Map of Ethiopia
World Factbook as of November 2014: "Ethiopia's economy is based on agriculture but the government is pushing to diversify into manufacturing, textiles, and energy generation.. Coffee is a major export crop. The agricultural sector suffers from poor cultivation practices and frequent drought, but recent joint efforts by the Government of Ethiopia and donors have strengthened Ethiopia's agricultural resilience, contributing to a reduction in the number of Ethiopians threatened with starvation. The banking, insurance, telecommunications, and micro-credit industries are restricted to domestic investors, but Ethiopia has attracted significant foreign investment in textiles, leather, commercial agriculture and manufacturing. Under Ethiopia's constitution, the state owns all land and provides long-term leases to the tenants; land use certificates are now being issued in some areas so that tenants have more recognizable rights to continued occupancy and hence make more concerted efforts to improve their leaseholds. While GDP growth has remained high, per capita income is among the lowest in the world. Ethiopia's economy continues on its state-led Growth and Transformation Plan under the new collective leadership that followed Prime Minister MELES's death. The five-year economic plan has achieved high single-digit growth rates through government-led infrastructure expansion and commercial agriculture development. Ethiopia in 2014 will continue construction of its Grand Renaissance Dam on the Nile – a controversial five billion dollar effort to develop electricity for domestic consumption and export."
Nicholas D. Kristof, July 1, 2012: "Ethiopia's dictator, Meles Zenawi, is doing an excellent job of raising health and living standards, but he also presides over a security service that kills and rapes with impunity — and imprisons journalists who report on abuses. Last week, a sham trial in Ethiopia found one such brave journalist, Eskinder Nega, guilty of terrorism."
Economic growth rate
Labor force in agriculture
2010: 47,000 barrels per day
Coffee, khat, gold, leather products, live animals, oilseeds
2009: Switzerland 17%, Germany 11.5%, China 9.1%, Somalia 8.2%, Netherlands 6%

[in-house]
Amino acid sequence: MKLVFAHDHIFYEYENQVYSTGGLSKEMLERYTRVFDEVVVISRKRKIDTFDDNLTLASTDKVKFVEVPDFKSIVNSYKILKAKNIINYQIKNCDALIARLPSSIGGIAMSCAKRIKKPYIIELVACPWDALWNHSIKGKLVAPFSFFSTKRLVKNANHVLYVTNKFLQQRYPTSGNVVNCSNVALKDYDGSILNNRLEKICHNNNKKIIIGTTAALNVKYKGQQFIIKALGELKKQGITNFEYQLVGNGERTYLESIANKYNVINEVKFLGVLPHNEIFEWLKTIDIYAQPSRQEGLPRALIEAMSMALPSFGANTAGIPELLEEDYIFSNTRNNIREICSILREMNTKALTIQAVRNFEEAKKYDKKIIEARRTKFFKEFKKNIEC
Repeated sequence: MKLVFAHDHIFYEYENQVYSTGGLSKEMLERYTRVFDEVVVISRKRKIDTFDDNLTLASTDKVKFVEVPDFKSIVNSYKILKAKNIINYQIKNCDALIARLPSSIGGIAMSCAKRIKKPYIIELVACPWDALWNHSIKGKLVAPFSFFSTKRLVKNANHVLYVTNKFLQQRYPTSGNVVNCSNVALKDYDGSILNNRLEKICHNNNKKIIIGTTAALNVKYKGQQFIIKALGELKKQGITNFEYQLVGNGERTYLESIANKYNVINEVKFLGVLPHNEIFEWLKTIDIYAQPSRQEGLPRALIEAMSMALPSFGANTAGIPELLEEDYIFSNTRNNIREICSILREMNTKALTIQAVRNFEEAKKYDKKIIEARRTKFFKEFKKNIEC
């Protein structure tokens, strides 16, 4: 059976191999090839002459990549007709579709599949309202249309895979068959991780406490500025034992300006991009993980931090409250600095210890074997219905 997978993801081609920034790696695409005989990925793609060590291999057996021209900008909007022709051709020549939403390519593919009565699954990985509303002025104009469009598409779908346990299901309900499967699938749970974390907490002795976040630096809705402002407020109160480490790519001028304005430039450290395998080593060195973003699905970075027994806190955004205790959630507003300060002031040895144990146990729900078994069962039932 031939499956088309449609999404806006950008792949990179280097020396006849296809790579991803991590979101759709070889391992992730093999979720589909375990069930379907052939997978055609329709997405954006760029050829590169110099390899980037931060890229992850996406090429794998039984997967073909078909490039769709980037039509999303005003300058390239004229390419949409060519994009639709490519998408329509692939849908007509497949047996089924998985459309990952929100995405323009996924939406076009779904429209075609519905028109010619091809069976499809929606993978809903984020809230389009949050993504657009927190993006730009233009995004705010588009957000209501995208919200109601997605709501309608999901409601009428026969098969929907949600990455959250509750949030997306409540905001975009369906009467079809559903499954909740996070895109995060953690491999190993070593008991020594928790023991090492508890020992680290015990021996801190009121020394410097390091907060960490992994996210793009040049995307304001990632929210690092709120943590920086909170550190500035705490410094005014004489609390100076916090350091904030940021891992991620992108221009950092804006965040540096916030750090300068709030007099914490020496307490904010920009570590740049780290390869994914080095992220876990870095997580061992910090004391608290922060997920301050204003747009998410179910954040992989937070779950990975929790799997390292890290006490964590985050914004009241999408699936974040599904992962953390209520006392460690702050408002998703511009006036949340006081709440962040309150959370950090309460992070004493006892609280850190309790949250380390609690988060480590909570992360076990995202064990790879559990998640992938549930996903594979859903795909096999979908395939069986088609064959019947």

2011: exports 2.75 billion, imports
Income Distribution – GINI index
Ranks 115th among 140 countries (lower rank number is less equal).
2009: 3.6% of GDP
Living in an urban area:
2007 census: Oromo 34.5%, Amara 26.9%, Somalie 6.2%, Tigraway 6.1%, Sidama 4%, Guragie 2.5%, Welaita 2.3%, Hadiya 1.7%, Affar 1.7%, Gamo 1.5%, Gedeo 1.3%, other 11.3%
2007 census: Orthodox Tewadhedo Christian 43.5%, Muslim 33.9%, Protestant 18.6%, animist 2.6%, Roman Catholic 0.7%
Net migration rate
2011: Net loss of 0.01 persons per 1,000 population
Literacy (15 or older who can read and write)
2003: males 50.3%, females 35.1%
Central-Eastern Africa. Landlocked. East of where the Red Sea meets the Gulf of Aden. A little less than half the size of Texas. Capital: Addis Ababa.
President elected by the House of People's Representatives for a six-year term.
Bicameral Parliament. Upper chamber (108 seats), with members chosen by state assemblies to serve five-year terms. Lower chamber (548 seats) with members elected by popular vote for five-year terms.
World Factbook: "Unique among African countries, the ancient Ethiopian monarchy maintained its freedom from colonial rule with the exception of a short-lived Italian occupation from 1936-41. In 1974, a military junta, the Derg, deposed Emperor Haile SELASSIE (who had ruled since 1930) and established a socialist state."
Oct 2004: The BBC describes a poll of 50,000 families in 28 African countries, by the UN Economic Commission for Africa. There are complaints of "corruption, poor tax systems, run-down and unaccountable public services, weak parliaments and unreformed courts." Ethiopia is among the four lowest ranking countries regarding trust in authorities by those polled.
July 2007. Ethiopia claims to be a democracy, but the regime in power has little tolerance for opposition. Elections are said to be rigged and protesters have been killed. Opposition candidates have been accused of trying to overthrow the government. A judge who accused the police of carrying out a massacre felt compelled to flee the country.
Apr 2008: Foreign Policy magazine describes Ethiopia as 45 percent undernourished.
April 2011: The AHA Foundation reports that a rural village in southern Ethiopia, Senbata Lencho, has vowed to try and end the practice of female genital mutilation.
The World Factbook
Copyright © 2009-2013 by Frank E. Smitha. All rights reserved.